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illiterate

[ih-lit-er-it]
adjective
  1. unable to read and write: an illiterate group.
  2. having or demonstrating very little or no education.
  3. showing lack of culture, especially in language and literature.
  4. displaying a marked lack of knowledge in a particular field: He is musically illiterate.
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noun
  1. an illiterate person.
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Origin of illiterate

First recorded in 1550–60, illiterate is from the Latin word illiterātus unlettered. See il-2, literate
Related formsil·lit·er·ate·ly, adverbil·lit·er·ate·ness, nounsem·i-il·lit·er·ate, adjectivesem·i-il·lit·er·ate·ly, adverbsem·i-il·lit·er·ate·ness, noun
Can be confusedillegible illiterate unreadableilliterate innumerate

Synonyms

1. See ignorant.
Dictionary.com Unabridged Based on the Random House Unabridged Dictionary, © Random House, Inc. 2018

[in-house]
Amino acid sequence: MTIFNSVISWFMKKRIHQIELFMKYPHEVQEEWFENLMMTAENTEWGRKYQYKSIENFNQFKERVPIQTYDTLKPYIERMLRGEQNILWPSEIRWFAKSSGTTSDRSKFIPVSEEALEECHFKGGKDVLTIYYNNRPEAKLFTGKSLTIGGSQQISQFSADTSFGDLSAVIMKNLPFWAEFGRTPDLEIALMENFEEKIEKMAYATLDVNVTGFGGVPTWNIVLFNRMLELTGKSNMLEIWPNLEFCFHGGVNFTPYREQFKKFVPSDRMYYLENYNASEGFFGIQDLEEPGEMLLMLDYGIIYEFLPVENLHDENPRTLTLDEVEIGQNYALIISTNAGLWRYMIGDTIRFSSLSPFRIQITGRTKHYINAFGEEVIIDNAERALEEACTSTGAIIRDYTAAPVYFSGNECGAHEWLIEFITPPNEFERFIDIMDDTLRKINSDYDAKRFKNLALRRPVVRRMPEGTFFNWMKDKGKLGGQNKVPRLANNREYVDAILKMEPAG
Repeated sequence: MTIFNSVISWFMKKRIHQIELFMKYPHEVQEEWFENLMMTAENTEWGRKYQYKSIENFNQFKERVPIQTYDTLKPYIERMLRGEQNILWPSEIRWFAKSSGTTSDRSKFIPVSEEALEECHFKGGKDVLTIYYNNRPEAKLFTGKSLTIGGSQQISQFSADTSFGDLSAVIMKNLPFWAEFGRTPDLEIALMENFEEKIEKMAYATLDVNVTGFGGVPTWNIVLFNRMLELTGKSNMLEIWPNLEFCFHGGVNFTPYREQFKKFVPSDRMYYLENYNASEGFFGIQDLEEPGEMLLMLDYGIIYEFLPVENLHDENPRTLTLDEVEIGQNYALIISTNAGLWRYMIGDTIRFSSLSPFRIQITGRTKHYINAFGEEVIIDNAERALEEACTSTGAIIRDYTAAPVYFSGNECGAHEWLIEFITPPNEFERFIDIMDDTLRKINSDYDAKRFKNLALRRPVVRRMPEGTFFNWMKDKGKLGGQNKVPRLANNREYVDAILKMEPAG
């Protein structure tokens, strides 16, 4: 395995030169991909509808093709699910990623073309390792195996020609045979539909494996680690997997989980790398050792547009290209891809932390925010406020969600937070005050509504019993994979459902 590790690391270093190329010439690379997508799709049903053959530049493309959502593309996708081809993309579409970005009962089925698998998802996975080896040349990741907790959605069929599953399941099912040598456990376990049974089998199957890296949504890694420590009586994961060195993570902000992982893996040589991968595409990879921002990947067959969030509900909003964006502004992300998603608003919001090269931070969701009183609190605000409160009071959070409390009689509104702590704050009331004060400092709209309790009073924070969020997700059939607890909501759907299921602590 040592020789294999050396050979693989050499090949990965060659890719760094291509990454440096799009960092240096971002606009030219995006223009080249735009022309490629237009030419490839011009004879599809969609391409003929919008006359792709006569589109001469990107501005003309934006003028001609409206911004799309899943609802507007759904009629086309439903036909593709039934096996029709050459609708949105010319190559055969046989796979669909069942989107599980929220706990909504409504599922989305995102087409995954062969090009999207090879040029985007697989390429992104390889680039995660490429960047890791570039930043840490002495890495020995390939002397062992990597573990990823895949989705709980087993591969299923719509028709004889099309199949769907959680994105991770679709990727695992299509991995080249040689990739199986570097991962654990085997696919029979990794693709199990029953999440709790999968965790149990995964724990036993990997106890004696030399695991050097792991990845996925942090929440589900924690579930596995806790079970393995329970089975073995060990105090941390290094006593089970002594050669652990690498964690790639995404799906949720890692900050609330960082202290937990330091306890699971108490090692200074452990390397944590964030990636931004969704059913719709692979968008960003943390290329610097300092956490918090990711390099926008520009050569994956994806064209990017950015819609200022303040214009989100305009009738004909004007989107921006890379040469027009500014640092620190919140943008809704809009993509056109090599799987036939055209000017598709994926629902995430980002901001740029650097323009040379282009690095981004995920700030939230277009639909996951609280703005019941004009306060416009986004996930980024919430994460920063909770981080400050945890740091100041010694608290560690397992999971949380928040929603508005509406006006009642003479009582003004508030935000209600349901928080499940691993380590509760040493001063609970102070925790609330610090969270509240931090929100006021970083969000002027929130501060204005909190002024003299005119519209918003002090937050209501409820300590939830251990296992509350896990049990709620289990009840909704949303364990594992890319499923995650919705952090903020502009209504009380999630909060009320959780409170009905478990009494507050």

British Dictionary definitions for semi-illiterate

illiterate

adjective
  1. unable to read and write
  2. violating accepted standards in reading and writingan illiterate scrawl
  3. uneducated, ignorant, or unculturedscientifically illiterate
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noun
  1. an illiterate person
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Derived Formsilliteracy or illiterateness, nounilliterately, adverb
Collins English Dictionary - Complete & Unabridged 2012 Digital Edition © William Collins Sons & Co. Ltd. 1979, 1986 © HarperCollins Publishers 1998, 2000, 2003, 2005, 2006, 2007, 2009, 2012

Word Origin and History for semi-illiterate

illiterate

adj.

early 15c., "uneducated, unable to read (originally of Latin)," from Latin illiteratus "unlearned, unlettered, ignorant; without culture, inelegant," from assimilated form of in- "not, opposite of" (see in- (1)) + literatus, literally "furnished with letters" (see literate). As a noun meaning "illiterate person" from 1620s. Hence, illiterati (1788).

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Online Etymology Dictionary, © 2010 Douglas Harper